Be aware of highlights on the body of the car you're photographing. Experiment
with reflections, such as shooting a picture of a car reflected in the hubcap
of another automobile, or someone's face in a rear-view mirror.
photo by Shirley A. Irwin, Clermont, GA
Showing motion can add interest
to your car photography. If you're shooting auto races, for example, use
your camera's sports mode to help freeze action. If you want to emphasize
motion, set your camera on the landscape mode (to utilize a slow shutter speed),
and "pan" your camera while turning your body in the direction of
a moving subject and clicking the shutter. If it's done correctly, you'll
get a relatively sharp subject with a blurred background. This method takes
a lot of practice, but shoot lots of pictures and you're bound to come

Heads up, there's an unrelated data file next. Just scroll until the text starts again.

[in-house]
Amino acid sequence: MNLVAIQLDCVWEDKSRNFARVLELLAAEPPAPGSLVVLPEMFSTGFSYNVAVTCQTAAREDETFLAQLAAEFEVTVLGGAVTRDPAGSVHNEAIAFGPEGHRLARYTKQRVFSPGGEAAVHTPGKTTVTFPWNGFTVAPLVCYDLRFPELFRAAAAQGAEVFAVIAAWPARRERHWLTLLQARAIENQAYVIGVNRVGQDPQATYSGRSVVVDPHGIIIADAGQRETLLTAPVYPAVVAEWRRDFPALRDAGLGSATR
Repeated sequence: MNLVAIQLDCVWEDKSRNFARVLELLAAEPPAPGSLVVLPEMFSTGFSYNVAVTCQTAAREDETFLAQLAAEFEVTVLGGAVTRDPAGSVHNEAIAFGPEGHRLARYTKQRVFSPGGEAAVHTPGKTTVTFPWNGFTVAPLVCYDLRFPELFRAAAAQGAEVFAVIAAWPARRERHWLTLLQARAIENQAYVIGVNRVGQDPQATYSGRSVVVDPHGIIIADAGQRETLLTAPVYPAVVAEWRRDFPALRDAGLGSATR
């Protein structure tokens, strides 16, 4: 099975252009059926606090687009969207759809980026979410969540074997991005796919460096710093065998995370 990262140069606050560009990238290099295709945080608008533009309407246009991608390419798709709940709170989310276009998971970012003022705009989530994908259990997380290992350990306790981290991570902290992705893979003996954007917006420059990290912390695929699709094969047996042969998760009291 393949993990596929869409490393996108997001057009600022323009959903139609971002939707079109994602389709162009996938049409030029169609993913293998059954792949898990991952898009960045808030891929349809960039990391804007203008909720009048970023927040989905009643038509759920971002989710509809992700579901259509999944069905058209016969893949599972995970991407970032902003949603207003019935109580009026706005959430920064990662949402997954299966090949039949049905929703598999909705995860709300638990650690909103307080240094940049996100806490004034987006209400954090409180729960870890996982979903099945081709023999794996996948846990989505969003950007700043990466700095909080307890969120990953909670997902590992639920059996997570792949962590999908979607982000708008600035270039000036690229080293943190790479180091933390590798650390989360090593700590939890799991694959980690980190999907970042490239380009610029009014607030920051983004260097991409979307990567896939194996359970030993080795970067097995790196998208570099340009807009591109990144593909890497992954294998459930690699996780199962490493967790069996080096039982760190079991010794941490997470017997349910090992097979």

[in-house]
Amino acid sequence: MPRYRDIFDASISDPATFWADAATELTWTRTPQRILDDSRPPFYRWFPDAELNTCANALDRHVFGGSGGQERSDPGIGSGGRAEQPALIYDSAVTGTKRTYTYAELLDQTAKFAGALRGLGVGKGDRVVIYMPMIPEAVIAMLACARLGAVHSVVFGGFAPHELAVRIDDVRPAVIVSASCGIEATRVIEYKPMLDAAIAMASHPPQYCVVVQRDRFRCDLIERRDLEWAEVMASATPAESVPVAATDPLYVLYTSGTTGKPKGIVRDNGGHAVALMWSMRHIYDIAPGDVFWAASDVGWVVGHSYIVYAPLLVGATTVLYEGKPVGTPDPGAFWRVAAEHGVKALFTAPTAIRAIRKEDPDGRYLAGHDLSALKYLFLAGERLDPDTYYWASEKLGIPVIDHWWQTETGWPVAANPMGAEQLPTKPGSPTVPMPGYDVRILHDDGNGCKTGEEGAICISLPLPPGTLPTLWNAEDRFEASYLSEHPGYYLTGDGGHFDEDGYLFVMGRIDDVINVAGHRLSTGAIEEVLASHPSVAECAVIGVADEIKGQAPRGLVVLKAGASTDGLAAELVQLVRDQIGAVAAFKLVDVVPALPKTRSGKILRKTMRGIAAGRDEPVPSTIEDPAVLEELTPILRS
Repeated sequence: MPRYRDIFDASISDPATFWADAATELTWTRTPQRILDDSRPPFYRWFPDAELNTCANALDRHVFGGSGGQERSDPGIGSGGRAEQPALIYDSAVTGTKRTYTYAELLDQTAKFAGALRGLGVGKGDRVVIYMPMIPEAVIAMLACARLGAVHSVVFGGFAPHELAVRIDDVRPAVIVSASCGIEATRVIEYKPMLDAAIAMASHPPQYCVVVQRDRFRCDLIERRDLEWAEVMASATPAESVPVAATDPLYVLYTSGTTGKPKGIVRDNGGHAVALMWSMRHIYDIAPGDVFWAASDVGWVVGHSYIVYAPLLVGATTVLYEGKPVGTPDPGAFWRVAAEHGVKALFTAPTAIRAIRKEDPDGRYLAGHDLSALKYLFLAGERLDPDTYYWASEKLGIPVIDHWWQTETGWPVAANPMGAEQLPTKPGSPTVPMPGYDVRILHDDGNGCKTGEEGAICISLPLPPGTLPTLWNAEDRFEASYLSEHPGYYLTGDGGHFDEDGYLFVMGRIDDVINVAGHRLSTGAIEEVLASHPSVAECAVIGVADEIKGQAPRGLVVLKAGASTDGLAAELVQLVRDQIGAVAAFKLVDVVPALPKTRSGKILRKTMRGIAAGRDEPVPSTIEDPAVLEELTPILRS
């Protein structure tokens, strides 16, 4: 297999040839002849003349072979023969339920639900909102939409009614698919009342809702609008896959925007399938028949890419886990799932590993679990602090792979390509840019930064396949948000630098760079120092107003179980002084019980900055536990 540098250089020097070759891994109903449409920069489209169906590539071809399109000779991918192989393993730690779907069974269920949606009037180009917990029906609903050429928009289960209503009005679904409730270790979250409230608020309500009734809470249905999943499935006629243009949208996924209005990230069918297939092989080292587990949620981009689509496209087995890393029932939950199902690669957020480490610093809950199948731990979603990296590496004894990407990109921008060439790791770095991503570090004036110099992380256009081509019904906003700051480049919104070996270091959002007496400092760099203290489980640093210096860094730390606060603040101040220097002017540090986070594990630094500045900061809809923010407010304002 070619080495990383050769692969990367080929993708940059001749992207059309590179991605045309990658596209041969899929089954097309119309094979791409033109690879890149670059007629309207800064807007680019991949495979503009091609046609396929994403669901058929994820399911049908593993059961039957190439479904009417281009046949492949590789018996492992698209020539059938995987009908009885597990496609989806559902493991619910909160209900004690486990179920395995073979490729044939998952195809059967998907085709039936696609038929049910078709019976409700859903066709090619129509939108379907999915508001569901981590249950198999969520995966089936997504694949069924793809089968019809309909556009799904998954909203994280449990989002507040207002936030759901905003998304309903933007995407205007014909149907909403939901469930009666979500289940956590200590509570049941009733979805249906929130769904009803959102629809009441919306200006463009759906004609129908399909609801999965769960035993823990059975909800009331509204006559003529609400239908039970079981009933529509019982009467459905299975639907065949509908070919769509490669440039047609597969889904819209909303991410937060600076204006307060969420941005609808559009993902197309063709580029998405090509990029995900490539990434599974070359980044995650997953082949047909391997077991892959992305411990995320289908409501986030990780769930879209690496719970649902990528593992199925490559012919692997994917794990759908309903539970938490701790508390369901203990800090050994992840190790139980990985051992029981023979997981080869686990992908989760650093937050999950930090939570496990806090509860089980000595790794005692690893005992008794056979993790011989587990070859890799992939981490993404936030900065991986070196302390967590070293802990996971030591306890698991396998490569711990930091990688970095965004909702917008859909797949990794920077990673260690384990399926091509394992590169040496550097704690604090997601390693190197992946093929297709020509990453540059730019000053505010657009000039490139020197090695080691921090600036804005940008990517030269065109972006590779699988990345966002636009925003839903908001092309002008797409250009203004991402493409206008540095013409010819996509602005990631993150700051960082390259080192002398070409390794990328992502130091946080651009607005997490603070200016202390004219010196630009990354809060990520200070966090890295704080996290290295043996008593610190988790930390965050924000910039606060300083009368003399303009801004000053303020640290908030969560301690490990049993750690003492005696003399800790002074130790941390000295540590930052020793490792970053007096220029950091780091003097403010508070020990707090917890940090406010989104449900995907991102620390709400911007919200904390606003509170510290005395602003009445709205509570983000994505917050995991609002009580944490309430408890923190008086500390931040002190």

away with a few good results.
photo by Victoria Borjesson, Oxnard, CA
And while we're on the subject
of speed, you might want to experiment with photographing light streaks produced
by car taillights in the evening. You'll need a compact camera that allows
you to shoot longer than normal exposures, and a tripod or another type of camera
support. You can choose to record the continuous flow of traffic or a single,
colorfully lit vehicle. It's best to choose a vantage point from which
to shoot where you'll capture taillights, since a long exposure of white
headlights can wash out the picture.
With enough practice photographing cars, you can come away shooting like a pro.
Readers are encouraged to submit photos to our monthly Point & Shoot
Homework Assignment feature. Please see the table of contents for the location
of the entry coupon, which lists topics and more details.